• Anaheed October 4th, 2012 1:07 AM

          I’m not sure what you mean by “be open to casting calls.” We have put out casting calls. We cast our shoots in a lot of different ways — using friends and acquaintances, street-scouting, putting out casting calls on our Twitter & Tumblr, etc. And our staff is actually quite international. And pretty diverse, but not diverse enough yet for us (or you). I do promise you that we are listening to you and keeping your thoughts & feelings in mind! Hence this conversation that we are having right here, right now!

        • Tavi October 4th, 2012 1:11 AM

          FWIW, I wasn’t talking about casting when I brought up tokenism — tokenism in casting people to model is way different from tokenism when it comes to hiring people to be on staff. I agree that representation in a photo album is not the same as tokenism. When I talk about having relationships with our writers, I don’t necessarily mean on a personal basis/whether we hit it off, I just mean that we ask for a lot of writing samples from everyone and our story editors work with each writer very closely, and that takes time. Again, it’s not that this isn’t already on our minds — we’ve improved since our very beginning, though obviously too slowly — it’s just a challenge to keep up with everything, and we’ll continue to work and work harder on it.

      • Chimdi October 4th, 2012 1:16 AM

        ok I understand. Good night (idk what time it is where you live) :)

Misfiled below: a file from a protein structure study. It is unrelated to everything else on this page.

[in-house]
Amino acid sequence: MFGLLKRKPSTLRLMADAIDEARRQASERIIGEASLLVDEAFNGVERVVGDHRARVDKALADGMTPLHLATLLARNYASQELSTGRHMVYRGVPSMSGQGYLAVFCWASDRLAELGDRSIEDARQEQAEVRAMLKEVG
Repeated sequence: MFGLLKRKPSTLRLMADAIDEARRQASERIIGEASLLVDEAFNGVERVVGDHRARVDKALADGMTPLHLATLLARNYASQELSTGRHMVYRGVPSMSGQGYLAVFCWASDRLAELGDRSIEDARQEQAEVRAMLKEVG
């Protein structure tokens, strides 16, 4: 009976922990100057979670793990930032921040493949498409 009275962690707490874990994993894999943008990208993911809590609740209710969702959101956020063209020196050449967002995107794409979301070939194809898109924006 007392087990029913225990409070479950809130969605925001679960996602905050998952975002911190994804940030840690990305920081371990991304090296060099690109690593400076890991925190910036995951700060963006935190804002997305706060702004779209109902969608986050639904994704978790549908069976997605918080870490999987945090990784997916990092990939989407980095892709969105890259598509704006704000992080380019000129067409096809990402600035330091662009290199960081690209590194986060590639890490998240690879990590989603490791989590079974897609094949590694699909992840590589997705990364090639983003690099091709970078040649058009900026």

• Tavi October 4th, 2012 1:19 AM

          Thank you again for your comments! Good night (morning? afternoon?) to you :)

        • LuxOrBust October 4th, 2012 2:02 AM

          It was wonderful to read this intelligent conversation, im looking forward to seeing positive change. chimdi i loved how you commented articulately and respectfully while still getting your point across.

          • Anaheed October 4th, 2012 2:06 AM

            I loved that too. You are awesome, Chimdi. All of our readers continue to just floor me with your thoughtful comments. This is the only comments section on the internet that I will ever read, because you all keep it so civilized and respectful and ~posi~.

            • Tavi October 4th, 2012 2:08 AM

              Seriously! When we had a Just Wondering question about abortion a while back I was really bracing myself for comment section battles but people were so focused on the discussion and not ego and that made it productive. You all rule, Chimdi, you rule.

    • raggedyanarchy October 4th, 2012 10:30 AM

      Chimdi, I’m in class so this’ll be short.
      If you want to see more multi-culturalism and sexual orientations and diversity, submit photo sets and articles about multi-culturalism and sexual orientation and diversity. It’s like clubs in school; if your school doesn’t have a Harry Potter club, then make one yourself.

  • allyishere October 4th, 2012 12:03 AM

    AMEN SADY! Whenever alone I make a conscious choice to only watch tv shows (Community, 30 Rock, MSCL, Parks and Rec, Girls) that truthfully depict women and avoid sexism because I get so fired up if I’m watching a generic sitcom that stereostypes gender roles and I have no one to rant to.